Kim H. Veltman

“Lines Knots, and Dragons: Astronomy as a Key to Cross-Cultural Mythology”

Conference: Mente, corpo, realtà, Rieti, 18- 20 May, 2006, Rome, 2006.

1. Introduction
2. Microcosm-Macrocosm
3. Lines
4. Knots, Creation Myths and Fertility
5. Dragons
6. Leopard, Giraffe, Camel, Camelopardalis
7. Upper and Lower
8. Conclusions
Appendix 1: Lower and Upper Egypt
Appendix 2: Gemini
Appendix 3. Saturn and Jupiter

1. Introduction

Western Culture has traditionally been seen in strictly Western terms with its roots in Greece and to some extent in Egypt. The 19th and 20th centuries widened the scope of these roots to the Near East and especially Sumer. Aby Warburg created his famous institute to explore the continuity of these traditions (Das Nachleben der Antike). The 19th and 20th centuries also explored the traditions of India and China. It was assumed that these developed in parallel and in isolation. A few individuals such as Blavatsky claimed that there were deeper connections, but dubious practices undermined their work.

Study of the history of astronomy suggests that these possible connections deserve new attention. The cultures of China, India and the Near East all developed systems with 7 days in the week, 12 months and larger cycles 25, 920 years (precession of the equinoxes). These cycles of the seasons were linked with cycles of development in the human being. Essential aspects of such microcosm-macrocosm analogies are shared by the great cultures of the East and West. Following a brief outline of essential elements of these analogies, this paper explores the cycle of the four seasons. The two equinoxes and two solstices marked crucial times of the year. In China, for instance, these key events were linked with the trigrams and later the hexagrams of the I Ching.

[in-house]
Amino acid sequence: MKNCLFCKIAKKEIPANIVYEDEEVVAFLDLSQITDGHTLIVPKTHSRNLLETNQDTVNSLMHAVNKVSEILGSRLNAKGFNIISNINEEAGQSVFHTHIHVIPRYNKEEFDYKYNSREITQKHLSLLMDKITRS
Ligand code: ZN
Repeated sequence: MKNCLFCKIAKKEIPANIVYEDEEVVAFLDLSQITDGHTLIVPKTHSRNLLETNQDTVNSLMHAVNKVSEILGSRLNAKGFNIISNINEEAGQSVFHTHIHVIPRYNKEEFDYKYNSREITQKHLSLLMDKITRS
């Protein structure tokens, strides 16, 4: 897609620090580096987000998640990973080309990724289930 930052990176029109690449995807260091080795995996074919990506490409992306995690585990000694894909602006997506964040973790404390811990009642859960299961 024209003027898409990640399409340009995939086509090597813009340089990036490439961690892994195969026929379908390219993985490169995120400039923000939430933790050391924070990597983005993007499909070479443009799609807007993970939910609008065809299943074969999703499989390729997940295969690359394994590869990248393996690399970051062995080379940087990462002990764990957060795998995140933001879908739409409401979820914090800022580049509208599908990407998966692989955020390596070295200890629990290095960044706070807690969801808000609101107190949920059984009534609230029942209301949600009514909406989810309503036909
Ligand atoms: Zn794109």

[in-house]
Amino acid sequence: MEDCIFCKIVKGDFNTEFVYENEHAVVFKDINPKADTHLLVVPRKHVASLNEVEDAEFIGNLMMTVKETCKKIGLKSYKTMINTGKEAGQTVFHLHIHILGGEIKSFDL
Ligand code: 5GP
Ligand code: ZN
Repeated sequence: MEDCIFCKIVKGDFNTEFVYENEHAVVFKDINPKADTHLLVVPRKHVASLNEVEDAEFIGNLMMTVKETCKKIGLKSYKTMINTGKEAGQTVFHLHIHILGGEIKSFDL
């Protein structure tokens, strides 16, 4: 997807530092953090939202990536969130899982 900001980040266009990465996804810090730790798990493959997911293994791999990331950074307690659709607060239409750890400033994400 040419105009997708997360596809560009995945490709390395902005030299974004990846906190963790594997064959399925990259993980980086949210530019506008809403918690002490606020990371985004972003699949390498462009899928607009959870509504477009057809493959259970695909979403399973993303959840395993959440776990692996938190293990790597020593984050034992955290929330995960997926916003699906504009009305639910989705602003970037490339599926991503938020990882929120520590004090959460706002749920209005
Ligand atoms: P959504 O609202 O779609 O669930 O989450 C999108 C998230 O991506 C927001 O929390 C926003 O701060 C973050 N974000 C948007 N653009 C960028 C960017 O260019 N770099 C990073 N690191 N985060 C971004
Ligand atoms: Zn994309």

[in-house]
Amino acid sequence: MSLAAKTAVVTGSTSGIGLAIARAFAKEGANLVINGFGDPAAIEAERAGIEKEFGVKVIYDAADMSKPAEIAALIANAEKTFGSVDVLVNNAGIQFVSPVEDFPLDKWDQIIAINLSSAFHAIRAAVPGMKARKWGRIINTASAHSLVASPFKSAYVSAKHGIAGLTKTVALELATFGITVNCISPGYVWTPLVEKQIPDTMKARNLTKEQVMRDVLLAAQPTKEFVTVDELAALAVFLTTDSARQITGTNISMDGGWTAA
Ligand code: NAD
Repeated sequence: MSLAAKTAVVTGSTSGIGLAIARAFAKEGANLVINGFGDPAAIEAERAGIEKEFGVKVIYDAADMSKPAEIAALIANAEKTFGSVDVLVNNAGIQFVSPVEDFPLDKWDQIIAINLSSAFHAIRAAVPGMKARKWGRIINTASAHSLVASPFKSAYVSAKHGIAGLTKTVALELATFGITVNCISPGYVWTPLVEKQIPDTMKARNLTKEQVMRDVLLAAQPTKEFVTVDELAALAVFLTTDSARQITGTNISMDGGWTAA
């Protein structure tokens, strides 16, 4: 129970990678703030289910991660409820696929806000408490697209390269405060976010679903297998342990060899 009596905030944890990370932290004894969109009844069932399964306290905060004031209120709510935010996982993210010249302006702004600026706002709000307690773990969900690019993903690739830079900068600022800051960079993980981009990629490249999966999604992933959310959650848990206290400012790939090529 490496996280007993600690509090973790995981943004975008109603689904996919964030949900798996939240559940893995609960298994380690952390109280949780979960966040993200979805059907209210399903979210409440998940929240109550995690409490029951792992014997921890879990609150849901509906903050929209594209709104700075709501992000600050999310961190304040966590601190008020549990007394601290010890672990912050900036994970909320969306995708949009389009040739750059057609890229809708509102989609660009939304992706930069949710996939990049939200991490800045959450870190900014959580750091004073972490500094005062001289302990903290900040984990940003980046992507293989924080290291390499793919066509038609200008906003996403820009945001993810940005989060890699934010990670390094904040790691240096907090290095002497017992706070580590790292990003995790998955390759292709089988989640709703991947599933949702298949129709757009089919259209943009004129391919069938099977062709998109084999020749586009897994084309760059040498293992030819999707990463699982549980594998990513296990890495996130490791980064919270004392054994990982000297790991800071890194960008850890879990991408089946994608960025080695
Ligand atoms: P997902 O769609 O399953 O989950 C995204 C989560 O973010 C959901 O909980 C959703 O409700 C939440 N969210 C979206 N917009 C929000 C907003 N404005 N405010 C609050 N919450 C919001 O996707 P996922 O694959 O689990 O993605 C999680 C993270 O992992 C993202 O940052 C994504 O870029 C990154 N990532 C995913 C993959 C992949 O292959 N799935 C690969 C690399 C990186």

The main part of the paper focuses specifically on the visualization of one event: the spring equinox on 21 March. It is shown that this event was sometimes represented as an X, sometimes as a knot; that this knot became both a symbol of female fruitfulness bringing life into the world in Hinduism and a symbol of spiritual separation from the world in Buddhism. In a number of cultures, this event was represented as two intertwining dragons. We shall examine in some detail a series of early Egyptian examples dating back to the earliest dynasties. Our analysis will show that the Palette of Narmer, generally assumed to be a great artistic breakthrough as a first expression of high culture in Egypt is, instead, the culmination of something that began much earlier. This example implies that we need a new approach to cultural history, which explores the pre-history of the European Greco-Roman and Judaeo- Christian heritage (Das Vorleben der Antike) and shows that there are indeed universal themes shared by the great traditions of the world

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Presentation: Astronomy as a Key to Cross Cultural Mythology (Knots A);
Presentation: Astronomy as a Key to Cross Cultural Mythology (Knots B).